The start of new bike lanes and the end of some street parking is ahead for downtown Menlo Park.
A concept plan laying out a route to safely navigate downtown Menlo Park by bike was approved 3-0 by the Menlo Park City Council at its meeting on Dec. 6, with Mayor Rich Cline and Councilman Ray Mueller absent.
There will be a one-year trial period for the project, which is expected to cost $236,200, according to a staff report.
The plan is to add painted bike lanes, with a minimum 18-inch buffer, or "sharrows" (painted markings on the roads that remind drivers to share the road with cyclists) along a route intended to give cyclists a clear path through downtown Menlo Park.
The route will start at Menlo-Atherton High School, run along Oak Grove Avenue past El Camino Real to Crane Street, and then continue left with a mild jog across Santa Cruz Avenue, go right up Live Oak Avenue, and continue left again on University Drive to Middle Avenue. The Crane Street bike lane would extend in the other direction to connect with Valparaiso Avenue.
The proposal the council discussed will likely eliminate between 130 and 177 street parking spaces along Oak Grove Avenue and University Drive.
Bike lanes or sharrow markings will be painted on these streets:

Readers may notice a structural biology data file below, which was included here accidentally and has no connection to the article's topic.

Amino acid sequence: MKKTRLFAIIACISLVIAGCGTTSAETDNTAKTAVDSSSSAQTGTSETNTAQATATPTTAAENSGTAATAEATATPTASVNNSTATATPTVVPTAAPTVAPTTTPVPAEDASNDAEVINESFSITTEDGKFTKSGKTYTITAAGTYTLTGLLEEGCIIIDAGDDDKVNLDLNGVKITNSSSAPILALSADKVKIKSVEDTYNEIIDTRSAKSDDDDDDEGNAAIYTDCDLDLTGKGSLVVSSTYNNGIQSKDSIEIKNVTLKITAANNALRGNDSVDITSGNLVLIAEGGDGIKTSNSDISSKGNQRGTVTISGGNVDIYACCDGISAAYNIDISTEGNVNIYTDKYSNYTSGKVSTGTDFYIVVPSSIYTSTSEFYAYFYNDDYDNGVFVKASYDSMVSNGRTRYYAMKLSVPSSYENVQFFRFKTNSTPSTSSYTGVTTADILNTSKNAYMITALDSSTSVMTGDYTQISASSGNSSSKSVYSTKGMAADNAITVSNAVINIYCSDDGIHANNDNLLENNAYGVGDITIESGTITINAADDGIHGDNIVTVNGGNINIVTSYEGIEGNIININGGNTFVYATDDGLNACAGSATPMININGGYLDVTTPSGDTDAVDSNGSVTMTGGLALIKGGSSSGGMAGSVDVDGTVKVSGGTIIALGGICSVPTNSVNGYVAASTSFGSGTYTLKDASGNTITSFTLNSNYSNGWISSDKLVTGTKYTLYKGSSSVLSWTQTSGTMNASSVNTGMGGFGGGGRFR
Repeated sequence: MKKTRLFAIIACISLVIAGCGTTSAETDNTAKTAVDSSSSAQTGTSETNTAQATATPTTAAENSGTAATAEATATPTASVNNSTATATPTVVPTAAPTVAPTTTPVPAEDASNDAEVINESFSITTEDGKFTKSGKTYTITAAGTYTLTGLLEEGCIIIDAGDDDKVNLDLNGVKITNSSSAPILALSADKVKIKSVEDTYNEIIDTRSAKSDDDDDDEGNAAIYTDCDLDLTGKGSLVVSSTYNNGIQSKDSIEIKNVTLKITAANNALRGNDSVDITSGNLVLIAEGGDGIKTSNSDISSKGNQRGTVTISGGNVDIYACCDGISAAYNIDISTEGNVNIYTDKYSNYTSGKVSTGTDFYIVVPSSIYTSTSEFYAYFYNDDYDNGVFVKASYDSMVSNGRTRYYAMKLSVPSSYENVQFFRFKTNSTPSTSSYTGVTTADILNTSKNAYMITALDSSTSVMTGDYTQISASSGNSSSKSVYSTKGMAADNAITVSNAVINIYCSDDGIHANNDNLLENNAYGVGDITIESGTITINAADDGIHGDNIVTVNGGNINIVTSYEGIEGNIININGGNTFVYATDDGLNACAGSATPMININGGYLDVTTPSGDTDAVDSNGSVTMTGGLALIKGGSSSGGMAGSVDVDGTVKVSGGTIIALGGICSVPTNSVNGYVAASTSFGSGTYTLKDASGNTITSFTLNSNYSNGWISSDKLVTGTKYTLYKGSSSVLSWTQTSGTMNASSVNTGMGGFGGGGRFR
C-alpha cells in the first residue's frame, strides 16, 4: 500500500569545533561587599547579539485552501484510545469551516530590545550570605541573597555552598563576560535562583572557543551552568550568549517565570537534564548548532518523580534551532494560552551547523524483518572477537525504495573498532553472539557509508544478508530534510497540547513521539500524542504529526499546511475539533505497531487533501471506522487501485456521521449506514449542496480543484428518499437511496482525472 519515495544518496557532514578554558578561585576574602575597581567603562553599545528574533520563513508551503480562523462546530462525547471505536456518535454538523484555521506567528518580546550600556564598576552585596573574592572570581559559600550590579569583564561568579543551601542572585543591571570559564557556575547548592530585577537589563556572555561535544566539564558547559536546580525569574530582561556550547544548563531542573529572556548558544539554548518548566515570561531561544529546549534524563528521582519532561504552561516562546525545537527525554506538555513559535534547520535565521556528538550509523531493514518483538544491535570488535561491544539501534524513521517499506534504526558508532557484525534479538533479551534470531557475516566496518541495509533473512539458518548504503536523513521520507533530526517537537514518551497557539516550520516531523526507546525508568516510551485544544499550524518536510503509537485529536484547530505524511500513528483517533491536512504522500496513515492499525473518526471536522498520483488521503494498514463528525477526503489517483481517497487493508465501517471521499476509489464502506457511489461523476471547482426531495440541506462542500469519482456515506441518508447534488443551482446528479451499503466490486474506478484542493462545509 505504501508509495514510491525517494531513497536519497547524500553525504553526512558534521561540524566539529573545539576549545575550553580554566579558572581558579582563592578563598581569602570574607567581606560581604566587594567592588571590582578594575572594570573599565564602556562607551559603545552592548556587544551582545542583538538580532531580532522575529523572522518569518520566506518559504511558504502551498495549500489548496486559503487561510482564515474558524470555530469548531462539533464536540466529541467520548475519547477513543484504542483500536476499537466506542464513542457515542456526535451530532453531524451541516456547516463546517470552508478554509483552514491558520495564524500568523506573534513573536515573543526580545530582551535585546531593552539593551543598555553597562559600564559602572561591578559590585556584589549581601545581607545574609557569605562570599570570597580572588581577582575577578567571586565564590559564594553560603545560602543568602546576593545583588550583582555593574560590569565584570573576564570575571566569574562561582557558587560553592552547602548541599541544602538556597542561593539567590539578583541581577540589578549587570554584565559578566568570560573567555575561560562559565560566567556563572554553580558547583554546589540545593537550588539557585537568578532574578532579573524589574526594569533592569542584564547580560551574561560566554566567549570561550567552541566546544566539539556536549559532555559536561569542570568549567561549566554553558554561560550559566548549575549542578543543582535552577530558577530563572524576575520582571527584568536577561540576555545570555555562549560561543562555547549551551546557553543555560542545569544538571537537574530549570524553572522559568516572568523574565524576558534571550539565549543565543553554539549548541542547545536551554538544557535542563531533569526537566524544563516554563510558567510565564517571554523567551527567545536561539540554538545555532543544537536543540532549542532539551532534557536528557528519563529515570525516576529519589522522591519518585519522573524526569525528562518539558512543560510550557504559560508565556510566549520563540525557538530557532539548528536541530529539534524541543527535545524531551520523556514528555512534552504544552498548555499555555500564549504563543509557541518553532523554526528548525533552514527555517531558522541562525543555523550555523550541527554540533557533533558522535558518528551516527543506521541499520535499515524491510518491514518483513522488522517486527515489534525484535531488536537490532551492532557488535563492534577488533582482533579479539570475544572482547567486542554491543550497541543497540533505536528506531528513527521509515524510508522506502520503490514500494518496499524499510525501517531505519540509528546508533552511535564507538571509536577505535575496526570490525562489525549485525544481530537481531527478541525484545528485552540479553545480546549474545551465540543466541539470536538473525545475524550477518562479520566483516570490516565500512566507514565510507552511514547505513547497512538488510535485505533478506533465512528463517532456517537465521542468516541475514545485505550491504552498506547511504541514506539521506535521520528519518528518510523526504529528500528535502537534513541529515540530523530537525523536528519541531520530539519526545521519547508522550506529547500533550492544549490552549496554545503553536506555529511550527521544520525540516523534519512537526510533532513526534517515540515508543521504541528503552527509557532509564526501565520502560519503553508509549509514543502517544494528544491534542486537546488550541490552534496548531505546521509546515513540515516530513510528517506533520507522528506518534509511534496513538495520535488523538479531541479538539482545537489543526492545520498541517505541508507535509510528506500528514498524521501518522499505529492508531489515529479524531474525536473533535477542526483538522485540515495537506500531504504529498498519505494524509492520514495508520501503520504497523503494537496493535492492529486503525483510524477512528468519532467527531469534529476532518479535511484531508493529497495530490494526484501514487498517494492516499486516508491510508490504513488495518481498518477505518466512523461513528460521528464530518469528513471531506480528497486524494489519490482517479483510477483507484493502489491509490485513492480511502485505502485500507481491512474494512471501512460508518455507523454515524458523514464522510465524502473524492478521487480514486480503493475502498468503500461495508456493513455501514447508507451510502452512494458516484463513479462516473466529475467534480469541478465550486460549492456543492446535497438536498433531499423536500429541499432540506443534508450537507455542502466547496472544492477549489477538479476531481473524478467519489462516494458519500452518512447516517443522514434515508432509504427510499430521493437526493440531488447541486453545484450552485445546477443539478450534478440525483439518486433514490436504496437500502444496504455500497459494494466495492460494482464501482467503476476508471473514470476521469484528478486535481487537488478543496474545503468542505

• University Drive from Middle Avenue to Live Oak Avenue. (Sixty-four parking spaces on both sides of the street will be removed and buffered bike lanes will be installed.)
• Live Oak Avenue from University Drive to Crane Street. (Sharrow markings will be painted on the road.)
• Crane Street from Live Oak Avenue to Valparaiso Avenue, (Sharrow markings will be painted on the road.)
• Oak Grove west of El Camino Real. (Nineteen parking spaces on the north side of the street will be removed and a buffered bike lane installed.)
• Oak Grove east of El Camino Real. (Up to 94 parking spaces may be removed on both sides of the road and a buffered bike lane installed. However, the council has directed staff to look into preserving parking on one side of Oak Grove Avenue east of El Camino Real, which could halve the number of parking spaces to be cut, according to Michael Tsai, assistant engineer. Near Menlo-Atherton High School, there are also some off-street dirt parking spots. Those would remain as they are, Mr. Tsai said.)
In addition to the one-year trial, a more permanent change will be made: a new left-turn signal will be added at Laurel Street so that northbound and southbound drivers turning onto Oak Grove Avenue won't have to turn with oncoming traffic approaching, Mr. Tsai said. The traffic lights will be replaced with larger lights.
The project was initially brought forth by the Menlo Park Bicycle Commission, and was presented to the Environmental Quality Commission in October 2015.
Next steps are to finalize designs, establish what criteria will be used to determine the effectiveness of the one-year trial, award a construction contract, and install the bike lanes, which could happen by May 2017, according to city staff.
The project will require coordination with Atherton and Caltrans, according to Mr. Tsai. Atherton is working on improvements to the Middlefield Road and Oak Grove Avenue intersection, he said, and the city will coordinate with Caltrans on plans for the Oak Grove Avenue and El Camino Real intersection.